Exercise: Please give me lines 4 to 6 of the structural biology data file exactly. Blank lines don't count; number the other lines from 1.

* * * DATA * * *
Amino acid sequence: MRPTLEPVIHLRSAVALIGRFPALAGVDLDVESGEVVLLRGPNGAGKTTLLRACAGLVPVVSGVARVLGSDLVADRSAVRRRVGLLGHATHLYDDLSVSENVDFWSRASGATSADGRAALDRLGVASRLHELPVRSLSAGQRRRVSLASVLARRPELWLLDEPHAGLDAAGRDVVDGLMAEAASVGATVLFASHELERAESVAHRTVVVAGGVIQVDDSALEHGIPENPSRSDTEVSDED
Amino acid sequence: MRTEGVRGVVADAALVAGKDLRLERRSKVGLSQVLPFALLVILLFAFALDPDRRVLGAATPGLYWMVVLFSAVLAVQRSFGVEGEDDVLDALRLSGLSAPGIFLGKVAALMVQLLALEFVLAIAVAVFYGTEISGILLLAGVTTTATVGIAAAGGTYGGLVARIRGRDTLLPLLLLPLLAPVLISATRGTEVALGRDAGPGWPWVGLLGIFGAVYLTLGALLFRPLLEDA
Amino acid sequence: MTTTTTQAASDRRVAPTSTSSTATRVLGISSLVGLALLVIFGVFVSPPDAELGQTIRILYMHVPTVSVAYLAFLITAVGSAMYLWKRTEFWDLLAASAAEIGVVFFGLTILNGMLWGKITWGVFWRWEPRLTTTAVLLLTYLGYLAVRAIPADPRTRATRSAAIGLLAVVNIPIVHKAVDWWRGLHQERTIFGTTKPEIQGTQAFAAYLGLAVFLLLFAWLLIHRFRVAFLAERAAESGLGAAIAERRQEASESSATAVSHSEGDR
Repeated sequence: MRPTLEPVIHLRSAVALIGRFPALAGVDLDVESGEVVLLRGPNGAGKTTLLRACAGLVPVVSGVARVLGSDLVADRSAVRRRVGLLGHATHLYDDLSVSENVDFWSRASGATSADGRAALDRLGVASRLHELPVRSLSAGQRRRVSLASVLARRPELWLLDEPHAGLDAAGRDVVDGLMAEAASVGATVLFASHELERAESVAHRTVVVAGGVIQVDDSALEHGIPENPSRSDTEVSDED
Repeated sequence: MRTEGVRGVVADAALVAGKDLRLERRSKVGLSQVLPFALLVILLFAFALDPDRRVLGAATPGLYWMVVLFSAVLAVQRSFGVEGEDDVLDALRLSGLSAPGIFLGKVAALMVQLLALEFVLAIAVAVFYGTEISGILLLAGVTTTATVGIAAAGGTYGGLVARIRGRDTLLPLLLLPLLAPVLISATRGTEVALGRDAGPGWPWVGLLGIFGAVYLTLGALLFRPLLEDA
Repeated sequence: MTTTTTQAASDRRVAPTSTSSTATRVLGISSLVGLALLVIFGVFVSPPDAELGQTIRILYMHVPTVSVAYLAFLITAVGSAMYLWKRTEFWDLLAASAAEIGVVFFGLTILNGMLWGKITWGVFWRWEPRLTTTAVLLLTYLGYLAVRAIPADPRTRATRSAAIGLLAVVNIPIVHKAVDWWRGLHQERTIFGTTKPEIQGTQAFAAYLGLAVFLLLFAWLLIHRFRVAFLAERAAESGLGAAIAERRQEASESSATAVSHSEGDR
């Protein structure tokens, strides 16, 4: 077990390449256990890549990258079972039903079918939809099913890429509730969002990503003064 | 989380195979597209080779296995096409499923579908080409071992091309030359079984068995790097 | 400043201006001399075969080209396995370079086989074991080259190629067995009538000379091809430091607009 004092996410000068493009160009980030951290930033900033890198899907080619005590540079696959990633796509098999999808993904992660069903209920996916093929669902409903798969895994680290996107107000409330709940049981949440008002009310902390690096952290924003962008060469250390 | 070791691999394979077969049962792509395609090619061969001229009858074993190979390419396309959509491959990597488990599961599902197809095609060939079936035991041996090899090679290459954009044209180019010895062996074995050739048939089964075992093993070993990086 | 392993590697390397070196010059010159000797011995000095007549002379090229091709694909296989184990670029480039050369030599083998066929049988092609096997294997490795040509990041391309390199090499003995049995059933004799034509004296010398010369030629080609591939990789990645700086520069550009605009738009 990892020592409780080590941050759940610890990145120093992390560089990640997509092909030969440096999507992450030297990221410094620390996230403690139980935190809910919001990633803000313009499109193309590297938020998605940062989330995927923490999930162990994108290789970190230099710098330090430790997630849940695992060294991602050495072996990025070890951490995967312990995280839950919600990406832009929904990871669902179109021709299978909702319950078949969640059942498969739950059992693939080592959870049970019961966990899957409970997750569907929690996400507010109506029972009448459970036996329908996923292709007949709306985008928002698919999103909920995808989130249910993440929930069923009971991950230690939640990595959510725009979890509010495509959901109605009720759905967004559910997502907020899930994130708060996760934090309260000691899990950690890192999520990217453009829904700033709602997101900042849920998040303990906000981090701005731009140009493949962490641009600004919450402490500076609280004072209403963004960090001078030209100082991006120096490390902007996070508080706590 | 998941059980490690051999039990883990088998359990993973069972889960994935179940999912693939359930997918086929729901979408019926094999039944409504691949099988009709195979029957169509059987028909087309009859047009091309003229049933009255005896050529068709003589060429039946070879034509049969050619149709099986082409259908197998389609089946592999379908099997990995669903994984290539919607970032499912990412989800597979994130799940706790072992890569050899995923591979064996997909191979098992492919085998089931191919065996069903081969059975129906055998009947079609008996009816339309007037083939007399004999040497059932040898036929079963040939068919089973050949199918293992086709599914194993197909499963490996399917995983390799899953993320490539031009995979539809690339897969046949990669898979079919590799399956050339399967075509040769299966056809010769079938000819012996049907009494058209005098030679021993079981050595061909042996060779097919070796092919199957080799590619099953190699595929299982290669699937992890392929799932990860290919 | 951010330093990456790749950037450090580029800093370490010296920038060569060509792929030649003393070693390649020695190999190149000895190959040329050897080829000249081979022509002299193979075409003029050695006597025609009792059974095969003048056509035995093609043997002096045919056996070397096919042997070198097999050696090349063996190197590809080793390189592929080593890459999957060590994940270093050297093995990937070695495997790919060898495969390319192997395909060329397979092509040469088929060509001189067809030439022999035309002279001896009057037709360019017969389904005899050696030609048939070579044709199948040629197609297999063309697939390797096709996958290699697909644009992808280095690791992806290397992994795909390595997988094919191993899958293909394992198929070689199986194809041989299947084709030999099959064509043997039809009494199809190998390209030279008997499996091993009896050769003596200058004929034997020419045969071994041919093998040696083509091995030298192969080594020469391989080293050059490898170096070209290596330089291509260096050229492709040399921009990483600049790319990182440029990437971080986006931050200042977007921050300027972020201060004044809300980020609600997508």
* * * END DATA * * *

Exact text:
Repeated sequence: MRPTLEPVIHLRSAVALIGRFPALAGVDLDVESGEVVLLRGPNGAGKTTLLRACAGLVPVVSGVARVLGSDLVADRSAVRRRVGLLGHATHLYDDLSVSENVDFWSRASGATSADGRAALDRLGVASRLHELPVRSLSAGQRRRVSLASVLARRPELWLLDEPHAGLDAAGRDVVDGLMAEAASVGATVLFASHELERAESVAHRTVVVAGGVIQVDDSALEHGIPENPSRSDTEVSDED
Repeated sequence: MRTEGVRGVVADAALVAGKDLRLERRSKVGLSQVLPFALLVILLFAFALDPDRRVLGAATPGLYWMVVLFSAVLAVQRSFGVEGEDDVLDALRLSGLSAPGIFLGKVAALMVQLLALEFVLAIAVAVFYGTEISGILLLAGVTTTATVGIAAAGGTYGGLVARIRGRDTLLPLLLLPLLAPVLISATRGTEVALGRDAGPGWPWVGLLGIFGAVYLTLGALLFRPLLEDA
Repeated sequence: MTTTTTQAASDRRVAPTSTSSTATRVLGISSLVGLALLVIFGVFVSPPDAELGQTIRILYMHVPTVSVAYLAFLITAVGSAMYLWKRTEFWDLLAASAAEIGVVFFGLTILNGMLWGKITWGVFWRWEPRLTTTAVLLLTYLGYLAVRAIPADPRTRATRSAAIGLLAVVNIPIVHKAVDWWRGLHQERTIFGTTKPEIQGTQAFAAYLGLAVFLLLFAWLLIHRFRVAFLAERAAESGLGAAIAERRQEASESSATAVSHSEGDR